The Nifty, Geeky Story

In which I alienate the entire sci-fi short story readership, fellowship, and mothership.

Arrival_Movie_PosterI just got back from Paris. Yes, I’m fancy. It was great, thanks for asking. I wrote a short story while I was there (which, given what I’m about to tell you, probably will never get published). On the way back I got to watch two recent sci-fi movies and I found them interesting to compare, particularly given my previous arrogance about “entertainment” (he said disdainfully), I was surprised which one I enjoyed more.

Arrival has gotten a lot of discussion in the sci-fi community, especially among short story readers because it’s based on an award-winning novella by Ted Chiang. This is the kind of story that’s read by just a small circle of people, and you can probably find all the people who read such stories if you go to a few conventions. That’s not because they’re bad or unintelligible, it’s because of television. Sci-fi short stories are these days what I would call geeky literary fiction, i.e. they’re written to test out how to write about particularly challenging (often psychic) situations, and their audience is largely other geeky writers. Some stories are entertaining, but everybody who’s “in” understands how they get written and why. These stories rarely get adapted into feature films as good as Arrival, and I’m glad this one was.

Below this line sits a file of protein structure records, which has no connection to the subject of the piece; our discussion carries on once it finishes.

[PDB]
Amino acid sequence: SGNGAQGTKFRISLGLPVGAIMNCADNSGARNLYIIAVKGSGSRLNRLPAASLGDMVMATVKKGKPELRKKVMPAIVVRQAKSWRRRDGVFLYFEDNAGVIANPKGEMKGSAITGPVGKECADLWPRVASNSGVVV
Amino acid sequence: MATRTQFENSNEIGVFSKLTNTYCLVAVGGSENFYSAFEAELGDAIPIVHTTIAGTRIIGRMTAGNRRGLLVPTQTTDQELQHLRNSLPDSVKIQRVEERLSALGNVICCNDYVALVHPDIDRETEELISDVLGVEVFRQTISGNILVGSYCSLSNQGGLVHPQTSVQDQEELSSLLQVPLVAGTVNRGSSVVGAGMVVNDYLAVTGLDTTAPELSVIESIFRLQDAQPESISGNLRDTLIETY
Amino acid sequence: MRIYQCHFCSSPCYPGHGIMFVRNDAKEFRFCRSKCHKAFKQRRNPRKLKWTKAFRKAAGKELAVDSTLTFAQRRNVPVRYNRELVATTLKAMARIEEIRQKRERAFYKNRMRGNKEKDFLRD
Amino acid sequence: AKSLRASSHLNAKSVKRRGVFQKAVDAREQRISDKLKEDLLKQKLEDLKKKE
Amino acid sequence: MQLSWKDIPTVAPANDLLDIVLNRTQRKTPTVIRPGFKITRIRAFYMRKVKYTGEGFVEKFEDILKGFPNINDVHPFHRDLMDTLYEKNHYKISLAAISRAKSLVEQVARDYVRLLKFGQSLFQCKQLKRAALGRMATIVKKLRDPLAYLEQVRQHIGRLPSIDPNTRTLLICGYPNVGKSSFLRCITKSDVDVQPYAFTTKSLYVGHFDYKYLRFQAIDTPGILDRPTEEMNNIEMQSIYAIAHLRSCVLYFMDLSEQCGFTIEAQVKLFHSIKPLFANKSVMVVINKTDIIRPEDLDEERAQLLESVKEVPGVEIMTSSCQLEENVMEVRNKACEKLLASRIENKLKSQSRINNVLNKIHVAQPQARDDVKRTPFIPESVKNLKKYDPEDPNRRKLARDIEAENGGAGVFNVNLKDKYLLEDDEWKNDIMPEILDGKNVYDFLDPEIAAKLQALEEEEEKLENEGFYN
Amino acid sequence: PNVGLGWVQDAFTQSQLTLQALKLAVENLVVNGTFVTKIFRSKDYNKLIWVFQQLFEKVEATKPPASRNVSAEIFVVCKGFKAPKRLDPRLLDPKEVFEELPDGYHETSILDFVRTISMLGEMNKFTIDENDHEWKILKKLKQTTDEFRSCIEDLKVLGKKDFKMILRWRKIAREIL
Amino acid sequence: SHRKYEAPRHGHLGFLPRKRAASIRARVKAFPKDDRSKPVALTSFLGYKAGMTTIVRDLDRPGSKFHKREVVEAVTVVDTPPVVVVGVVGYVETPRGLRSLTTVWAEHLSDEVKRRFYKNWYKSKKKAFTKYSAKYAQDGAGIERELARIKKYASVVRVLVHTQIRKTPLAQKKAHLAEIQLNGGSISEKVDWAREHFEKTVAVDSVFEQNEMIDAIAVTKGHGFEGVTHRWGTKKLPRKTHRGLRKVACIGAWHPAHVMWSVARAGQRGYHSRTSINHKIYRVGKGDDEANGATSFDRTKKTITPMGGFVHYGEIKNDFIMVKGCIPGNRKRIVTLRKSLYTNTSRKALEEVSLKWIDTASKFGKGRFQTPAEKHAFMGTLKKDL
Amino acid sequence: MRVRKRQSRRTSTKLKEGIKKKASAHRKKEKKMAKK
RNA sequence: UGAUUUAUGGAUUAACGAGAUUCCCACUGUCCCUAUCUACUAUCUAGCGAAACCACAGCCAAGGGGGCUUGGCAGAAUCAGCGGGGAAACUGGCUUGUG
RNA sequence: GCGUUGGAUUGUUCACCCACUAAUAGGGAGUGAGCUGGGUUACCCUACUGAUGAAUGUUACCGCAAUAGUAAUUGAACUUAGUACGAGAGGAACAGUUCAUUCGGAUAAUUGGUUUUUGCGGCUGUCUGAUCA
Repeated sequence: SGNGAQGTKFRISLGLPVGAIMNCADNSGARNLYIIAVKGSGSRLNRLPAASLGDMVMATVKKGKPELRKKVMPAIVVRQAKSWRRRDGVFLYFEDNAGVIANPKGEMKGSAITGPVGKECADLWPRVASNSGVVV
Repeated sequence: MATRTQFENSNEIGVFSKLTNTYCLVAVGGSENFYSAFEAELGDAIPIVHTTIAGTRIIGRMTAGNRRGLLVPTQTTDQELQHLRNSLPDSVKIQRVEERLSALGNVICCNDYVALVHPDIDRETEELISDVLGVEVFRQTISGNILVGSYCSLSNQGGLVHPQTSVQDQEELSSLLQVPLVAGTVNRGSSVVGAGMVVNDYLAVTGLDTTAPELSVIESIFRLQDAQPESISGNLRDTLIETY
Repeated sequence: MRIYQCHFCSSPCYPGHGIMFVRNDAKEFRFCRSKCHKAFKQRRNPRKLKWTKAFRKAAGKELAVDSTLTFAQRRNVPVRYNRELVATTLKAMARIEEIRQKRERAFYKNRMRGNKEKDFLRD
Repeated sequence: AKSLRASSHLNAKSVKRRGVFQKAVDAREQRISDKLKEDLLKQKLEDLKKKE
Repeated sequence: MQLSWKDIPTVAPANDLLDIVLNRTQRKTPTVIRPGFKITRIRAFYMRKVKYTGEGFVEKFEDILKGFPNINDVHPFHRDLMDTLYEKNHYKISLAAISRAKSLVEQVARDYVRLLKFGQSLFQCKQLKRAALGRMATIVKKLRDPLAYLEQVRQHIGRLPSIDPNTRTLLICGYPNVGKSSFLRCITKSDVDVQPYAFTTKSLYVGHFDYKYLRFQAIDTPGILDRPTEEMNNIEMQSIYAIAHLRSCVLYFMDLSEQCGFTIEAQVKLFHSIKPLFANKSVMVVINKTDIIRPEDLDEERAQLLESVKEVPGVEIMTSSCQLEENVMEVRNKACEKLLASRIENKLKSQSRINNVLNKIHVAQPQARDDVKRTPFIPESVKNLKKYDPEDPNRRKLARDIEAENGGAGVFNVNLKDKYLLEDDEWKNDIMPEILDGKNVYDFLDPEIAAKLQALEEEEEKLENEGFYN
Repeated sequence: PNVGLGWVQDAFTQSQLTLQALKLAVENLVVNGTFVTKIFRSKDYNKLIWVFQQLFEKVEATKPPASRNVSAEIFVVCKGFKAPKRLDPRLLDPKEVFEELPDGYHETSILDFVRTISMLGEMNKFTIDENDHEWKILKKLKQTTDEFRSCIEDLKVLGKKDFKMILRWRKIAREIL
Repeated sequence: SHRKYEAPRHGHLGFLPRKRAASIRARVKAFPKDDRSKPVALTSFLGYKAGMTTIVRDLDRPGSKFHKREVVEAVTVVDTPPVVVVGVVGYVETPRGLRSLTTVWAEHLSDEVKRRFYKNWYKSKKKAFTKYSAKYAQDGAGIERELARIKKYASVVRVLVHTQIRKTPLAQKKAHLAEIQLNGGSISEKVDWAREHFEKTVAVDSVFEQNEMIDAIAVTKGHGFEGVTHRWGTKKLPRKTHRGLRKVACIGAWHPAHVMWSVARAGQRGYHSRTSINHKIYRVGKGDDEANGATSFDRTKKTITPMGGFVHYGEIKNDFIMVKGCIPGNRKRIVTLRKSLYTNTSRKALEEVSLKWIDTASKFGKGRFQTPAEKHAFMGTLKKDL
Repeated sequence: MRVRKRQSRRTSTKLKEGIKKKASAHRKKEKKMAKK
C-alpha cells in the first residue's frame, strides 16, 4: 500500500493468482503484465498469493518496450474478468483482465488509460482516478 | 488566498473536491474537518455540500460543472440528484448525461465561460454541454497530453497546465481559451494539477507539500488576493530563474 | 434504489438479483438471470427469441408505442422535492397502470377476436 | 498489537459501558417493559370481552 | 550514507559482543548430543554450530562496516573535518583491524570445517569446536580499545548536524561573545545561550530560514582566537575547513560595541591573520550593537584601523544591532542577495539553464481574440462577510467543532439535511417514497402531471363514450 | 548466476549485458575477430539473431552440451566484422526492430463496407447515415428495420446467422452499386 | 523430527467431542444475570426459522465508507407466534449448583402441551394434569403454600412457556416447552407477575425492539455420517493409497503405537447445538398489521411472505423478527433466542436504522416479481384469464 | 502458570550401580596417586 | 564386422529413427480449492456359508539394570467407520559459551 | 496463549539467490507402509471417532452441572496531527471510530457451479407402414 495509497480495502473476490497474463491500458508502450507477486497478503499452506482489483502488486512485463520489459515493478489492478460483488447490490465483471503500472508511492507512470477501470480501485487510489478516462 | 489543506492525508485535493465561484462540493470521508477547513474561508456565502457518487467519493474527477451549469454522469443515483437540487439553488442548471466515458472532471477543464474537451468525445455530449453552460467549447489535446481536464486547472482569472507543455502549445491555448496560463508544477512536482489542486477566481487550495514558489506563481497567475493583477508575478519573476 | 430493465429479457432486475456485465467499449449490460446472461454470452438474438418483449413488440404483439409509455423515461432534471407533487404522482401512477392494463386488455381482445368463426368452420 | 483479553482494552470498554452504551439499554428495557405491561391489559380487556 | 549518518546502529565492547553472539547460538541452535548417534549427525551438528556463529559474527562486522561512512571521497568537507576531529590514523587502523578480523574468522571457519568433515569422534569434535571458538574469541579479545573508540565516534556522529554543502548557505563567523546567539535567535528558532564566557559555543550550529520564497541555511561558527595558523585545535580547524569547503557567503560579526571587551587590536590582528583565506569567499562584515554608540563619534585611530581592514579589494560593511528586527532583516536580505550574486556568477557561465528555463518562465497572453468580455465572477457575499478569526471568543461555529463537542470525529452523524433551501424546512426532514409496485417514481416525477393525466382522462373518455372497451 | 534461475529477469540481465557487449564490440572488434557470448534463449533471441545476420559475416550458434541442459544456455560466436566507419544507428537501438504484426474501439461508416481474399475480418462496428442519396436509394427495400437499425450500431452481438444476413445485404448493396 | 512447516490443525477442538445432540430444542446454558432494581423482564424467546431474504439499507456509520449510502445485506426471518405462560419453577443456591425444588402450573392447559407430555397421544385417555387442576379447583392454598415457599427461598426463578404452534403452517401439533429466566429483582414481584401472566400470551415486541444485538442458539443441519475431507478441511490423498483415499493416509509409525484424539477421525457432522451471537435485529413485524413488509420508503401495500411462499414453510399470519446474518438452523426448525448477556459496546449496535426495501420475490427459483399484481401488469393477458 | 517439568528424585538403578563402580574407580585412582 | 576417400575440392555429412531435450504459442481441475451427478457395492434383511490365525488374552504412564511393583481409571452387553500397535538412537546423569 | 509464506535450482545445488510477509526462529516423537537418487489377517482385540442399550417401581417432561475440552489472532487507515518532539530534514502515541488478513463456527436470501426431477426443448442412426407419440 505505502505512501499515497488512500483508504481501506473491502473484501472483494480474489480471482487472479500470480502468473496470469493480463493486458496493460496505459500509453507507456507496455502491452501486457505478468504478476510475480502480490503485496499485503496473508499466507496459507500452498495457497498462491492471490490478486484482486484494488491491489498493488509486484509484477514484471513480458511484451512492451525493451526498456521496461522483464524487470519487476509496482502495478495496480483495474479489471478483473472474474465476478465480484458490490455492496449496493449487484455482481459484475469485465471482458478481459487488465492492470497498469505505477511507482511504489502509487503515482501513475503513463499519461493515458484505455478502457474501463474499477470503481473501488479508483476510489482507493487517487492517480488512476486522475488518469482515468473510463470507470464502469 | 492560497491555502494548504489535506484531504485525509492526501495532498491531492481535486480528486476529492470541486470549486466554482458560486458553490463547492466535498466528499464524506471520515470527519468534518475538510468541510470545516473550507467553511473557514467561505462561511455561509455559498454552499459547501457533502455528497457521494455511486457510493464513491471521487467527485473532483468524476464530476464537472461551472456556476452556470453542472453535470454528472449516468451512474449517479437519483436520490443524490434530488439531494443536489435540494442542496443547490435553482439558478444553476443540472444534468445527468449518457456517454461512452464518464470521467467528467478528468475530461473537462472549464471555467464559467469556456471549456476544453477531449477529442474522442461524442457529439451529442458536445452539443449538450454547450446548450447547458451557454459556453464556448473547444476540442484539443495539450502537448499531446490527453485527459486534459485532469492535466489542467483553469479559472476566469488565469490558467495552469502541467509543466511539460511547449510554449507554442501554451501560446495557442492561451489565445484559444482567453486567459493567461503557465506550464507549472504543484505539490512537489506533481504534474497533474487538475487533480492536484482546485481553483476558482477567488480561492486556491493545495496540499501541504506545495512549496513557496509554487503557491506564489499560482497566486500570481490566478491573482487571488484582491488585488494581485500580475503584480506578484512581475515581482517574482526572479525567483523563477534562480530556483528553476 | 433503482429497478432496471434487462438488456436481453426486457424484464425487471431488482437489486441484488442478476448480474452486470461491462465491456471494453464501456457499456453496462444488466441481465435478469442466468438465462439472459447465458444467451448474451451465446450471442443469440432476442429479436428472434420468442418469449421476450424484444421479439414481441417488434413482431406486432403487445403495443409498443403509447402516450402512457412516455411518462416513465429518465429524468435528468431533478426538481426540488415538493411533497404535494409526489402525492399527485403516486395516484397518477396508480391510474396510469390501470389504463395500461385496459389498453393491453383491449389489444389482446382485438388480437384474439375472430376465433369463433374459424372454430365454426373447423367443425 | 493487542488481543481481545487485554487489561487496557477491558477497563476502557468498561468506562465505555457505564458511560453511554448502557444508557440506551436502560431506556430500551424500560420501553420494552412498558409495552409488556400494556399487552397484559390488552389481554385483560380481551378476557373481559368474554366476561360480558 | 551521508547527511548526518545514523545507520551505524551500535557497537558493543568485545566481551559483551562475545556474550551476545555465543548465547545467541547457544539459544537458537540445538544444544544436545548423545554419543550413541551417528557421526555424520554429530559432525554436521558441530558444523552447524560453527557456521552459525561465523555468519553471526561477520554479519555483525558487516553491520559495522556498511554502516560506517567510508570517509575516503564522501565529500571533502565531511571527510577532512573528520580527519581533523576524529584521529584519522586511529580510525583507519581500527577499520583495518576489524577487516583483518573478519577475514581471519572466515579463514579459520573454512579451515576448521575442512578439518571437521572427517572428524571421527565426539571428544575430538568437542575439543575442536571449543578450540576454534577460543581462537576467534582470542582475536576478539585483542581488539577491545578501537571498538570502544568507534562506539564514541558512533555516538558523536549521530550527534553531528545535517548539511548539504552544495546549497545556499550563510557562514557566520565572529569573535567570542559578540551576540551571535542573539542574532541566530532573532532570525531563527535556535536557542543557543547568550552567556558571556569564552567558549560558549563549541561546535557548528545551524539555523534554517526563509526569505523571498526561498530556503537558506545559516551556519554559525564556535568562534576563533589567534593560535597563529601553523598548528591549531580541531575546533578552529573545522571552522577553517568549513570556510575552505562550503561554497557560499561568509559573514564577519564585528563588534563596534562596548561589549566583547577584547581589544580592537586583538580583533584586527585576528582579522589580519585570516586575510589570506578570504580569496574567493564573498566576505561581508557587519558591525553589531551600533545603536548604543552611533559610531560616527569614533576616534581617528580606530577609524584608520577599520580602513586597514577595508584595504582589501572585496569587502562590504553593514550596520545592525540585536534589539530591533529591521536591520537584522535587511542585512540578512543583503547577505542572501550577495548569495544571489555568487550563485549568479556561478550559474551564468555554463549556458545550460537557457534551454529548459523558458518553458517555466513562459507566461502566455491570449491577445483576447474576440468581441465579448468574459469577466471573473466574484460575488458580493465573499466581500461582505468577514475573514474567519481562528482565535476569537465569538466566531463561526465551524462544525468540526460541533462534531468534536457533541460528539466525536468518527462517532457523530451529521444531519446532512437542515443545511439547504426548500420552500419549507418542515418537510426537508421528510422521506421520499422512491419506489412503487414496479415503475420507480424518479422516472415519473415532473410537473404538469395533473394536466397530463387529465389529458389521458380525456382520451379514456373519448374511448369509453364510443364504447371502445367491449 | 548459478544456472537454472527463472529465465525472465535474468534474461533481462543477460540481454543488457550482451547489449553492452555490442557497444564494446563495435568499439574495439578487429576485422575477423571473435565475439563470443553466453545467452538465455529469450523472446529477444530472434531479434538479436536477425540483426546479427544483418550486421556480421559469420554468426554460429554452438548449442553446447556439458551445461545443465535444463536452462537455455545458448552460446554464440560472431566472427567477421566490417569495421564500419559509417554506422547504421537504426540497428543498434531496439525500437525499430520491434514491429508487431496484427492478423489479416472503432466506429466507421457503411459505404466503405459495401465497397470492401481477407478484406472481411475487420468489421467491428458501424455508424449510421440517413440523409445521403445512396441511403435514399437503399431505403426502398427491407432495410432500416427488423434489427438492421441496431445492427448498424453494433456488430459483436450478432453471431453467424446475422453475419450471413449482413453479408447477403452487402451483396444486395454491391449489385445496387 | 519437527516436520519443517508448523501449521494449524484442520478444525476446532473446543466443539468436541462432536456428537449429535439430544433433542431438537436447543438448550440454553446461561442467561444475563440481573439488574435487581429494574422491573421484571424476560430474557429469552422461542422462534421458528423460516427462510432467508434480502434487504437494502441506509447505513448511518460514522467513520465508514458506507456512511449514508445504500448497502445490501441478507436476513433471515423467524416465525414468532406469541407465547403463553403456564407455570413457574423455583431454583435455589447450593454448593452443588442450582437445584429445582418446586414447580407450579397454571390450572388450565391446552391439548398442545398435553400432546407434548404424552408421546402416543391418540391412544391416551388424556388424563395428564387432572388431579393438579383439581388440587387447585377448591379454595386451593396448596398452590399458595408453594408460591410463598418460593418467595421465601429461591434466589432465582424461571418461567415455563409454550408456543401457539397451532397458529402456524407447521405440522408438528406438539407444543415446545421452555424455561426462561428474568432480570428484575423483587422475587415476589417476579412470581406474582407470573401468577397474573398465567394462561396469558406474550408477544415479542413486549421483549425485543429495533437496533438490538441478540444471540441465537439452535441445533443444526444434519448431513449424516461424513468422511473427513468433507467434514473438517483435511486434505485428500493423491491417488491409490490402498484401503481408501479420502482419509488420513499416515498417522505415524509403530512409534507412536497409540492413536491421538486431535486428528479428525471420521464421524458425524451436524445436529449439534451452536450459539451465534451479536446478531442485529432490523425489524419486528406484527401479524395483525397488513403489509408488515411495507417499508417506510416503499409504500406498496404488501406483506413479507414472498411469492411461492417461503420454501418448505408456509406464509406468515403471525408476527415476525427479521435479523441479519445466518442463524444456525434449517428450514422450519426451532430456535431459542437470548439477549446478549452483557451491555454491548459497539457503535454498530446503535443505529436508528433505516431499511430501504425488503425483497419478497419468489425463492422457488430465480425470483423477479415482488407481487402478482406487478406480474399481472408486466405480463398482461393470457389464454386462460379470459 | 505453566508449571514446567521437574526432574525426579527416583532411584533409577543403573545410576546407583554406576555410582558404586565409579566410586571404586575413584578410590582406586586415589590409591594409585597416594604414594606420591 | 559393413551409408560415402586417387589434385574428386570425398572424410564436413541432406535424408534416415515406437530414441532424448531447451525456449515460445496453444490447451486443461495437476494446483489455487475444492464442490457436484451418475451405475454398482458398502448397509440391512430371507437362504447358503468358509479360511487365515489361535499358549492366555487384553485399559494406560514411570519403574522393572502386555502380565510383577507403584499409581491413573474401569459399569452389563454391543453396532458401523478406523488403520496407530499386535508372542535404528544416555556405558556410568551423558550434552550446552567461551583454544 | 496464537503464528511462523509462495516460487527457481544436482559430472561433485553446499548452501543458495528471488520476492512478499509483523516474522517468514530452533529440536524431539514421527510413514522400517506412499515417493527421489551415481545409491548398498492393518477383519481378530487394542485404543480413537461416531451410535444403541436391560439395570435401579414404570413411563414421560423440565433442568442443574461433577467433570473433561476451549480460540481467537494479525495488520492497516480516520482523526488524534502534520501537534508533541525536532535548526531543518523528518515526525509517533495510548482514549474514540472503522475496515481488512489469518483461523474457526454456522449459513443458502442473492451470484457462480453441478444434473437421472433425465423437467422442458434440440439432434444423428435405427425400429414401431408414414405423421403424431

Passengers_2016_film_posterThe other film was Passengers starring Chris Pratt and Jennifer Lawrence. This one was clearly Hollywood sci-fi. I was really curious about who wrote it, but of course it was some Hollywood screenwriter I’d never heard of and wouldn’t bump into at Readercon (please correct me if I’m wrong). It had music by Thomas Newman, whose work I always enjoy (Arrival‘s score was written by a man named Johann Johannsen, which is Norse for “John Jr.”). The sets were shiny and clean, the special effects were bold, and there was a lot of kissing and bangin’ on the breakfast table. Entertainment. A very different movie from Arrival, although both were sci-fi.